It may surprise some how closely discussions and writing assignments are intertwined in an academic integrated-skills course.  The writing assignments are often related to the readings in the course, and the students are required to summarize and paraphrase from the passages.  One of the best ways to helps students do this is if they’ve had a chance to talk about the ideas in the passages.  In other words, they “orally paraphrased” the readings before they are asked to paraphrase from them in writing tasks.

To illustrate how reading, discussion and writing can be integrated to help students develop each skill, we’ll follow up to the reading passage about why Asians often seem so shy in social situations compared to westerners from Part 1. Best Subject for an ESL Integrated-Skills Class (Part 1 Overview) I’ll include some specific activities:

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Great Self-Study Conversation Technique: Not an Oxymoron


Self-study conversation technique

When I was living in Japan and in Africa, I occasionally met a non-native English speaker who spoke almost fluent English with clear pronunciation, natural intonation and mature vocabulary and had great listening skills.  Naturally, I assumed that they must have spent time in an English-speaking country or had English-speaking friends or a tutor, but all of them told me that they had never left their country and had little contact with English speakers.  However, I soon learned that all of them had one thing in common: each of them had developed their oral skills through one fairly simple technique.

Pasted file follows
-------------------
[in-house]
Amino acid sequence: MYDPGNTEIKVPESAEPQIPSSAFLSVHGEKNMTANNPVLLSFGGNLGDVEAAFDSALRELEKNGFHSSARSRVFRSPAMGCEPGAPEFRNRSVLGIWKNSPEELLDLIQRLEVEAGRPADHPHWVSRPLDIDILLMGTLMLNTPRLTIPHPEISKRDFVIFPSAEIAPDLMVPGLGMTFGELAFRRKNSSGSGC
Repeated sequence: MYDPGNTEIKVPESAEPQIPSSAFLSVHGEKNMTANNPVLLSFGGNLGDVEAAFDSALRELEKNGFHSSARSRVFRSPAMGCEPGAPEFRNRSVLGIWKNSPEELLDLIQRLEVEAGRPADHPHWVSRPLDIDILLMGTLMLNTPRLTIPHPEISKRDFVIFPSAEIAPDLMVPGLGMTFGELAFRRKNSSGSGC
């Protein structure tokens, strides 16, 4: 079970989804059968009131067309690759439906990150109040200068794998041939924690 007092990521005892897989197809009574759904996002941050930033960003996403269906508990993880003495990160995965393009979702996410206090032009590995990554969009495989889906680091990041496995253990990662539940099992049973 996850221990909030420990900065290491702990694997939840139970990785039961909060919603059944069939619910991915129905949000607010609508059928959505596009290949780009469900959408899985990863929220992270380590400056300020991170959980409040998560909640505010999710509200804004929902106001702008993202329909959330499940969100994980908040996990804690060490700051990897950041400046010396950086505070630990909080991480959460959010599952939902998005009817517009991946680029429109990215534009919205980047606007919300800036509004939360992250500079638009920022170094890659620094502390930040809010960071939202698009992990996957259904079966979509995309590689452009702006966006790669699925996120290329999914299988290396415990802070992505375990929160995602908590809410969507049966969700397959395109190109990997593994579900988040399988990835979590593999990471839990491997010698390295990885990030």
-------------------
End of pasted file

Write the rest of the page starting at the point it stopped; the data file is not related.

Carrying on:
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Conversation magic: Two most important conversation techniques (Part 1)

"That's interesting!" Photo by alvesgaspar

“That’s interesting!” Photo by Alvesgaspar

(This posting includes a handout which you are welcome to use with your students.)

Making conversation magic happen

After a colleague used these techniques, she told me with wonder in her eyes, “I saw magic happen in my class today.  My students suddenly became very animated, their voiced rose, and they were laughing!” 

Then she wondered if it was some kind of set up.  In other words, by using these techniques, students have no choice but to feel like someone is interested in what they are saying.

In a sense, she is right.  But isn’t that what we hope our students will experience? These are the two techniques:

1) Use rejoinders to show that they understand what the other has said by giving understanding responses.

2) Ask follow-up questions to maintain the conversation and to show interest in each other..

When someone uses these in a conversation, their interlocutor can’t help but feel like someone thinks they are interesting to talk to.